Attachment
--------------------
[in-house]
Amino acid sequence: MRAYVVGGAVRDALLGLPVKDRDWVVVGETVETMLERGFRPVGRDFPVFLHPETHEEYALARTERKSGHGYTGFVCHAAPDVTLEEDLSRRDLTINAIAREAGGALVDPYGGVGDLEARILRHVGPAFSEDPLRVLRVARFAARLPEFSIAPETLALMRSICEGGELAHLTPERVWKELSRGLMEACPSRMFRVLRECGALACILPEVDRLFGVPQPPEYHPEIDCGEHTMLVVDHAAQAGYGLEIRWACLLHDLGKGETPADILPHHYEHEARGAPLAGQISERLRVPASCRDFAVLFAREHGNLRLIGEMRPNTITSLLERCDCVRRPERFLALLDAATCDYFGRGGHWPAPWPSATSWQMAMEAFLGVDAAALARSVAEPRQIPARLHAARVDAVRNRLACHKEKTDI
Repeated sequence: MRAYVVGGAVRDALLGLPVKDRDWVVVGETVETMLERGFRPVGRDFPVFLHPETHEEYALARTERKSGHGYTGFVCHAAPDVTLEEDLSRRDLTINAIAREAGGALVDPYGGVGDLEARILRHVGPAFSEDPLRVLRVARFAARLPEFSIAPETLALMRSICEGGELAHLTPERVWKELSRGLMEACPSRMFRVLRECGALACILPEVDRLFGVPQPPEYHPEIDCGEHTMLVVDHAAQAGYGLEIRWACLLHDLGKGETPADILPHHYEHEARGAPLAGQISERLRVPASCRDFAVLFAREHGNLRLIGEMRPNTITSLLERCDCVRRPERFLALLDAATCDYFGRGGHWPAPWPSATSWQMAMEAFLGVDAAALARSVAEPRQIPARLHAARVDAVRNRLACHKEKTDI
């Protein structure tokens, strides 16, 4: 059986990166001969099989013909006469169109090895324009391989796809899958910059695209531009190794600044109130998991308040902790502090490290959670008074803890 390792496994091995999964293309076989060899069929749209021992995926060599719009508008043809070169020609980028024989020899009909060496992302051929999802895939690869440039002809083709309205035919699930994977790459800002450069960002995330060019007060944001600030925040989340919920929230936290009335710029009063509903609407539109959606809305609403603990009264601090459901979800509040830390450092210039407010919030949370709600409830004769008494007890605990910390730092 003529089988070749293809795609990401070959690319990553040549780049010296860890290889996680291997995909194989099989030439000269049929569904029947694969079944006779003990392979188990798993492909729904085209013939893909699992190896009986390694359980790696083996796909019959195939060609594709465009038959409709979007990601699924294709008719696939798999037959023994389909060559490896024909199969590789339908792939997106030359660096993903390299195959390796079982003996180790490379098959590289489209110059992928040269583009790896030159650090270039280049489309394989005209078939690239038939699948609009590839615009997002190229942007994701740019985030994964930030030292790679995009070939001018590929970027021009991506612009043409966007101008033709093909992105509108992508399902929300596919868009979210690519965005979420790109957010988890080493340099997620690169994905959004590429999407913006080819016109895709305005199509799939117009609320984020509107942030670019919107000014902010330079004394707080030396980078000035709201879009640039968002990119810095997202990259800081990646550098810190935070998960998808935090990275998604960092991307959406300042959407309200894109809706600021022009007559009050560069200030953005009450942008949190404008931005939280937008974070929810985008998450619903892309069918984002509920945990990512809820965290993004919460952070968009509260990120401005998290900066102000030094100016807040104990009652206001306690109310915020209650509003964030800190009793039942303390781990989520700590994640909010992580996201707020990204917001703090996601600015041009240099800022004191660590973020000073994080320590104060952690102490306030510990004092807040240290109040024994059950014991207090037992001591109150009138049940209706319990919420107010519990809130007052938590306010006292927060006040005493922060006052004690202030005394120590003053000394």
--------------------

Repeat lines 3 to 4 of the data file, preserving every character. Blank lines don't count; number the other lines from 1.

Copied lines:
Repeated sequence: MRAYVVGGAVRDALLGLPVKDRDWVVVGETVETMLERGFRPVGRDFPVFLHPETHEEYALARTERKSGHGYTGFVCHAAPDVTLEEDLSRRDLTINAIAREAGGALVDPYGGVGDLEARILRHVGPAFSEDPLRVLRVARFAARLPEFSIAPETLALMRSICEGGELAHLTPERVWKELSRGLMEACPSRMFRVLRECGALACILPEVDRLFGVPQPPEYHPEIDCGEHTMLVVDHAAQAGYGLEIRWACLLHDLGKGETPADILPHHYEHEARGAPLAGQISERLRVPASCRDFAVLFAREHGNLRLIGEMRPNTITSLLERCDCVRRPERFLALLDAATCDYFGRGGHWPAPWPSATSWQMAMEAFLGVDAAALARSVAEPRQIPARLHAARVDAVRNRLACHKEKTDI
């Protein structure tokens, strides 16, 4: 059986990166001969099989013909006469169109090895324009391989796809899958910059695209531009190794600044109130998991308040902790502090490290959670008074803890 390792496994091995999964293309076989060899069929749209021992995926060599719009508008043809070169020609980028024989020899009909060496992302051929999802895939690869440039002809083709309205035919699930994977790459800002450069960002995330060019007060944001600030925040989340919920929230936290009335710029009063509903609407539109959606809305609403603990009264601090459901979800509040830390450092210039407010919030949370709600409830004769008494007890605990910390730092 003529089988070749293809795609990401070959690319990553040549780049010296860890290889996680291997995909194989099989030439000269049929569904029947694969079944006779003990392979188990798993492909729904085209013939893909699992190896009986390694359980790696083996796909019959195939060609594709465009038959409709979007990601699924294709008719696939798999037959023994389909060559490896024909199969590789339908792939997106030359660096993903390299195959390796079982003996180790490379098959590289489209110059992928040269583009790896030159650090270039280049489309394989005209078939690239038939699948609009590839615009997002190229942007994701740019985030994964930030030292790679995009070939001018590929970027021009991506612009043409966007101008033709093909992105509108992508399902929300596919868009979210690519965005979420790109957010988890080493340099997620690169994905959004590429999407913006080819016109895709305005199509799939117009609320984020509107942030670019919107000014902010330079004394707080030396980078000035709201879009640039968002990119810095997202990259800081990646550098810190935070998960998808935090990275998604960092991307959406300042959407309200894109809706600021022009007559009050560069200030953005009450942008949190404008931005939280937008974070929810985008998450619903892309069918984002509920945990990512809820965290993004919460952070968009509260990120401005998290900066102000030094100016807040104990009652206001306690109310915020209650509003964030800190009793039942303390781990989520700590994640909010992580996201707020990204917001703090996601600015041009240099800022004191660590973020000073994080320590104060952690102490306030510990004092807040240290109040024994059950014991207090037992001591109150009138049940209706319990919420107010519990809130007052938590306010006292927060006040005493922060006052004690202030005394120590003053000394």